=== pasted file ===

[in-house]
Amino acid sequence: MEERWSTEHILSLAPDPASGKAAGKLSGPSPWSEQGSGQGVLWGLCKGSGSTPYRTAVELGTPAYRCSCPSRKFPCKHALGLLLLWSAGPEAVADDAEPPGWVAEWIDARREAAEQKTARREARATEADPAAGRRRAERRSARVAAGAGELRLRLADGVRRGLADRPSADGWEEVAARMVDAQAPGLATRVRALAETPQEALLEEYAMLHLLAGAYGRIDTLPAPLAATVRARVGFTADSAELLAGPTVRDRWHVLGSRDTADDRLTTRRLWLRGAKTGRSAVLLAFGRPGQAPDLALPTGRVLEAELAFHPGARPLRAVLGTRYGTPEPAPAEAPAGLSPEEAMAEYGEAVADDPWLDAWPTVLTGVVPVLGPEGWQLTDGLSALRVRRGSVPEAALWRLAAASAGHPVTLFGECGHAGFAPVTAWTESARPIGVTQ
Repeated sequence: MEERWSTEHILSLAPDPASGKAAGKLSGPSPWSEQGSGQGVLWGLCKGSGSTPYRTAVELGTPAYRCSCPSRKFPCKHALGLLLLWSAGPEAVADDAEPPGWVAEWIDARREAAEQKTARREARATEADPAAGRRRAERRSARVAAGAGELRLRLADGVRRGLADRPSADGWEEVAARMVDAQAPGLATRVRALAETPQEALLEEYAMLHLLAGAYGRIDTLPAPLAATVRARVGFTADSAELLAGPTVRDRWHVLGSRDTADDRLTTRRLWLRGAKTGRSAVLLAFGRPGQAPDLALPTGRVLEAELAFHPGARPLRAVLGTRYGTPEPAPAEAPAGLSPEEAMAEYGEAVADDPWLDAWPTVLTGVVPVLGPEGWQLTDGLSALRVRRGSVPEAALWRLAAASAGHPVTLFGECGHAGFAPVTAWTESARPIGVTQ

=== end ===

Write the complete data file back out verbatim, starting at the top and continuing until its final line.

[in-house]
Amino acid sequence: MEERWSTEHILSLAPDPASGKAAGKLSGPSPWSEQGSGQGVLWGLCKGSGSTPYRTAVELGTPAYRCSCPSRKFPCKHALGLLLLWSAGPEAVADDAEPPGWVAEWIDARREAAEQKTARREARATEADPAAGRRRAERRSARVAAGAGELRLRLADGVRRGLADRPSADGWEEVAARMVDAQAPGLATRVRALAETPQEALLEEYAMLHLLAGAYGRIDTLPAPLAATVRARVGFTADSAELLAGPTVRDRWHVLGSRDTADDRLTTRRLWLRGAKTGRSAVLLAFGRPGQAPDLALPTGRVLEAELAFHPGARPLRAVLGTRYGTPEPAPAEAPAGLSPEEAMAEYGEAVADDPWLDAWPTVLTGVVPVLGPEGWQLTDGLSALRVRRGSVPEAALWRLAAASAGHPVTLFGECGHAGFAPVTAWTESARPIGVTQ
Repeated sequence: MEERWSTEHILSLAPDPASGKAAGKLSGPSPWSEQGSGQGVLWGLCKGSGSTPYRTAVELGTPAYRCSCPSRKFPCKHALGLLLLWSAGPEAVADDAEPPGWVAEWIDARREAAEQKTARREARATEADPAAGRRRAERRSARVAAGAGELRLRLADGVRRGLADRPSADGWEEVAARMVDAQAPGLATRVRALAETPQEALLEEYAMLHLLAGAYGRIDTLPAPLAATVRARVGFTADSAELLAGPTVRDRWHVLGSRDTADDRLTTRRLWLRGAKTGRSAVLLAFGRPGQAPDLALPTGRVLEAELAFHPGARPLRAVLGTRYGTPEPAPAEAPAGLSPEEAMAEYGEAVADDPWLDAWPTVLTGVVPVLGPEGWQLTDGLSALRVRRGSVPEAALWRLAAASAGHPVTLFGECGHAGFAPVTAWTESARPIGVTQ